Synopses & Reviews
In an elite college in a once-decaying New England city, Steven Brookman has come to a decision. A brilliant but careless professor, he has determined that for the sake of his marriage, and his soul, he must end his relationship with Maud Stack, his electrifying student, whose papers are always late yet always incandescent. But Maud is a young woman whose passions are not easily curtailed, and their union will quickly yield tragic and far-reaching consequences.
As in Robert Stone's most acclaimed novels, here he conjures a complex moral universe where nothing is black and white, even if the characters — always complicated, always compelling — wish it were. Death of the Black-Haired Girl is an irresistible tale of infidelity, accountability, the allure of youth, the promise of absolution, and the notion that madness is everywhere, in plain sight.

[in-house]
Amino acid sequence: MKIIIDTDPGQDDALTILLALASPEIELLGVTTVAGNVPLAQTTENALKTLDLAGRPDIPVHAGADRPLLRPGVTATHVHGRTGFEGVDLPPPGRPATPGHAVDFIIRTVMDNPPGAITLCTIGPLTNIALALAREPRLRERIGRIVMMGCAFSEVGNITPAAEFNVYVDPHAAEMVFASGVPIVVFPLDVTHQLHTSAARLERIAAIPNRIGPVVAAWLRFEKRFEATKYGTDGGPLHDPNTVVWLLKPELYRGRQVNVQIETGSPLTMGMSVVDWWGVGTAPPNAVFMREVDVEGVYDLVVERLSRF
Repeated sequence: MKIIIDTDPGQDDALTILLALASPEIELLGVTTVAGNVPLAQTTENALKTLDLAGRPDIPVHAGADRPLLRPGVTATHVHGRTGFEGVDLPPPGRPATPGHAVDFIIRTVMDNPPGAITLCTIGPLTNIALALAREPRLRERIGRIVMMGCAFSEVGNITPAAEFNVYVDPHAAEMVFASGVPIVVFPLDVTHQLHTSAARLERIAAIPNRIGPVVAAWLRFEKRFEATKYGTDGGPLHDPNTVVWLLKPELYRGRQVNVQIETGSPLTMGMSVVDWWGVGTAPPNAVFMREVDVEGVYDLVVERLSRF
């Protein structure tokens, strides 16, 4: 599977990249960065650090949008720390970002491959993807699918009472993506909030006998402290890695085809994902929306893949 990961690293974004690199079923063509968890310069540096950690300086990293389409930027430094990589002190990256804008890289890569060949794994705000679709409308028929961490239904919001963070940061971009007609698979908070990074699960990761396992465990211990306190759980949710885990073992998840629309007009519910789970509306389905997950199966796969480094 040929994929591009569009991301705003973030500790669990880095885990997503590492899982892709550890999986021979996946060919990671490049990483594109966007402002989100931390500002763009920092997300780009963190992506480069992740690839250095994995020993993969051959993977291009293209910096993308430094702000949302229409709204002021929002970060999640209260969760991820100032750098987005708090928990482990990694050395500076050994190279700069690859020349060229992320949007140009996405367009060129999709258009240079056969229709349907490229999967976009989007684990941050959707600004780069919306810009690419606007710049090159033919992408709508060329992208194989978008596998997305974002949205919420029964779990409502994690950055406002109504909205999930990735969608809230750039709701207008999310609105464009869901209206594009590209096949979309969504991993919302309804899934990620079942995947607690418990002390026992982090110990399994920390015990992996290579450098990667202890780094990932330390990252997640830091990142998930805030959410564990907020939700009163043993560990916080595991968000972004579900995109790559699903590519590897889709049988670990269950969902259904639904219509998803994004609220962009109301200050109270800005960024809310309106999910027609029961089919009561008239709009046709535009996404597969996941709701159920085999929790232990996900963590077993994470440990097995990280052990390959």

"The death of a star student at an upper-crust university unsettles friends, faculty and family in a piercing novel from veteran novelist Stone….A critique of tribalism of all sorts — religious, academic, police — …[Death of the Black-Haired Girl is] an unusual but poised mix of noir and town-and-gown novel, bolstered by Stone's well-honed observational skills." Kirkus (starred review)
At an esteemed American college an illicit romance leads to tragedy in Robert Stone's most compelling novel since the bestselling Damascus Gate.
About the Author
Robert Stone is the acclaimed author of seven novels and two story collections, including Dog Soldiers, winner of the National Book Award, and Bear and His Daughter, a finalist for the Pulitzer Prize. His memoir, Prime Green, was published in 2006.